With firsthand experience living in Washington, D.C., where white terror is as ubiquitous as tucked-in polo shirts, grinning caucasians Allison McGuire and Daniel Herrington should be unstoppable in the field of smartphone race-baiting—they’re already finalists in a $20,000 startup contest! But don’t worry: they’re not racist. It says so right on their blog, which asks people to share “sketchy” stories about strangers they spot:

Who we’re not: racists, bigots, sexists. Any discriminatory posts will be deleted.

Oh, well in that case. The app launches tomorrow, so it’s probably safest to just stay indoors until then.

I can’t even express how much this drives me nuts. In 2014, it is evidently OK to say the most racist thing imaginable and then get away with it because you say you aren’t racist. People–no one gets to decide whether or not they are racist or sexist or really much of anything. I know we fetishize individual consumerism and personal branding, but it is actually the community at large who gets to decide–and yes, judge–you. You can think about yourself however you want but that doesn’t mean it is very close to reality.

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More on the Alaska In God We Trust Law School and the not always reliable internet

[ 29 ] August 8, 2014 |

Here at LGM we had a lively debate a couple of weeks ago regarding whether the Alaska In God We Trust Law School was

(1) A purely fictional entity birthed by a parody web site, created for purely comedic purposes; or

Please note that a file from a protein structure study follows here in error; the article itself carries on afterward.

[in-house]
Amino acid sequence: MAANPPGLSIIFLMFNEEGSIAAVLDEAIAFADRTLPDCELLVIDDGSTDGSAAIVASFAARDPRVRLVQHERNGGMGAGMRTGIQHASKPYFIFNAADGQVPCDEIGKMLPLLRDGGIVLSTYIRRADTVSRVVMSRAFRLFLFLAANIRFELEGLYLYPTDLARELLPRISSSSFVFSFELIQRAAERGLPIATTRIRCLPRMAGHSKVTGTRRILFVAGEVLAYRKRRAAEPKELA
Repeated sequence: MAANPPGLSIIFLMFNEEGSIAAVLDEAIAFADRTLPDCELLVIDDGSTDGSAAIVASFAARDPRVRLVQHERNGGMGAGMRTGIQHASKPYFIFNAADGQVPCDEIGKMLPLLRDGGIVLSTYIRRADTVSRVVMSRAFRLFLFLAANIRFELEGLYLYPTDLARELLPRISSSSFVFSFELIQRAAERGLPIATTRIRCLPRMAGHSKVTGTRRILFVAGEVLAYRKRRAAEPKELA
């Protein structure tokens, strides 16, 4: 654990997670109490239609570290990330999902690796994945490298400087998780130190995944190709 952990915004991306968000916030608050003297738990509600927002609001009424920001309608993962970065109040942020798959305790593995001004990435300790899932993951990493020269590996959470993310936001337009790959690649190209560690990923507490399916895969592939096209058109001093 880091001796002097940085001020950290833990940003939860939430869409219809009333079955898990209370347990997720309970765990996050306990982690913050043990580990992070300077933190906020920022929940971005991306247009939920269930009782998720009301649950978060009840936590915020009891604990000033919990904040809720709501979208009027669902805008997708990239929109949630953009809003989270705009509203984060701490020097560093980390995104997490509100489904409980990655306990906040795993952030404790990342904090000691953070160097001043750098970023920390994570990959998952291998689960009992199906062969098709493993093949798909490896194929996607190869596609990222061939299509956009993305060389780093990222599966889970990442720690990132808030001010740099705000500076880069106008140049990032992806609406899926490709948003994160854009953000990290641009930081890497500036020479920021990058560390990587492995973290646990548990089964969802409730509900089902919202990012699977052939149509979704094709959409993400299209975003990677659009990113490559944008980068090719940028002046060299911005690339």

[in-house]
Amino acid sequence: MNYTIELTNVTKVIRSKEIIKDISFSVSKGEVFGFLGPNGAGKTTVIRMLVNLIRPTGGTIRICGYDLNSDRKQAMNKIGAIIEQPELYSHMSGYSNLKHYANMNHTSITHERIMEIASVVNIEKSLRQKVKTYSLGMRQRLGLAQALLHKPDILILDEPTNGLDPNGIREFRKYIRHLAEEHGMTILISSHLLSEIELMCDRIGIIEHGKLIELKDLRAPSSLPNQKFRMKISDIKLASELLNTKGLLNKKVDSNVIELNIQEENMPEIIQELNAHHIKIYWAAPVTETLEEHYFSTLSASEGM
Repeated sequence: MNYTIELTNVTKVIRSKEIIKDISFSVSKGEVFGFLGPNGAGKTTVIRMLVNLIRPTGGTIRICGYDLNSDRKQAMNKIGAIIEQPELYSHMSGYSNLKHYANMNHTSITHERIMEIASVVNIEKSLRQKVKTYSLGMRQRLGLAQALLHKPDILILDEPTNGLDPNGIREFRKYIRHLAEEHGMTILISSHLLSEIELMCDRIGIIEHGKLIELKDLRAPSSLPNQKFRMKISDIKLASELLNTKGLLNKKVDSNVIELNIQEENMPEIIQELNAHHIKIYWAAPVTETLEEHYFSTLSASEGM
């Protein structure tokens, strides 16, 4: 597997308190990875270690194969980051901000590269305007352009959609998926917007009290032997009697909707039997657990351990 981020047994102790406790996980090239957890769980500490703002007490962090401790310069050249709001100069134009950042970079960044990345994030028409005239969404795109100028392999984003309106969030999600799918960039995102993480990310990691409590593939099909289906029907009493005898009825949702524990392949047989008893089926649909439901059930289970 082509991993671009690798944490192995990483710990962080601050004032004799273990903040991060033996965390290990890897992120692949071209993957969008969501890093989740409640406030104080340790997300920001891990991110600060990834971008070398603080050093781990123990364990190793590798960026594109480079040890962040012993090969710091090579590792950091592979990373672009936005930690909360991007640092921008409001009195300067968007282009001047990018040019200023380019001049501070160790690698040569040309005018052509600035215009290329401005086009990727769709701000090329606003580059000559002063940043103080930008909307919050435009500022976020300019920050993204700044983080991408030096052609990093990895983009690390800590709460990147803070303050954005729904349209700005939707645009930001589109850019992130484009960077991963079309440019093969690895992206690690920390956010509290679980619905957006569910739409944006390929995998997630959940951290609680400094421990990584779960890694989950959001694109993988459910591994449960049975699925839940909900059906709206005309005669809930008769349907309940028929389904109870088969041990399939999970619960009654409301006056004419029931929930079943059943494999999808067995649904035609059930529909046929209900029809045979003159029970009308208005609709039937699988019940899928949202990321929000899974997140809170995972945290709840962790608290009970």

(2) A “real” if evidently delusional enterprise of some sort.

The second possibility raised the further issue of whether the enterprise was (is?) a self-conscious scam, or a sincere attempt to provide Alaskans with the option of a domestic legal education.

State authorities have been investigating the same questions:

Alaska’s first in-state law school will open March 2015, according to the not-always-reliable Internet.

But ask an array of state agencies and one of the institution’s alleged staff members about the “Alaska Law School, In God We Trust” and the reality of what’s promised on grows less certain. . .

Despite its flaws, the website does intricately explain the law school’s staffing, tuition rates and academic offerings, from a Juris Doctor program that costs $43,000 a year for in-state students to certificates in criminal justice and public safety that cost about $1,500 a year. The website says the school will kick off what it’s calling the “Michaelmas Term” on March 3. It has already handed itself the honor of “the first law school in the history of our great state,” according to the website.

Daun DeVore is listed online as the founder and dean of the Alaska Law School, which also features photographs of a brown-haired woman, identified in captions as DeVore, posing with dignitaries including former Supreme Court Justice Sandra Day O’Connor and members of India’s parliament. DeVore is also named as the person who registered the website through the domain name registrar GoDaddy.

DeVore proved difficult to get in touch with; she did not return numerous phone calls and emails from Alaska Dispatch News over the course of a week. She left a voicemail for a reporter Monday expressing interest in talking about the Alaska Law School.

“I hope that you can catch me before I start traveling,” DeVore said. She could not be reached again as of Wednesday evening.

DeVore returned a phone call to the state commission Friday. She was told to remove wording on the school’s website by Wednesday at 5 p.m. that implied it was enrolling students or delivering education. She didn’t meet the deadline, Rieselbach said.

Phone calls to the law school’s direct line went to a voicemail that says, “You have reached 20Lawguide — L-A-W-G-U-I-D-E — the main number for the Alaska Law School. For quality education, come to the Alaska Law School. That’s Have a blessed day.”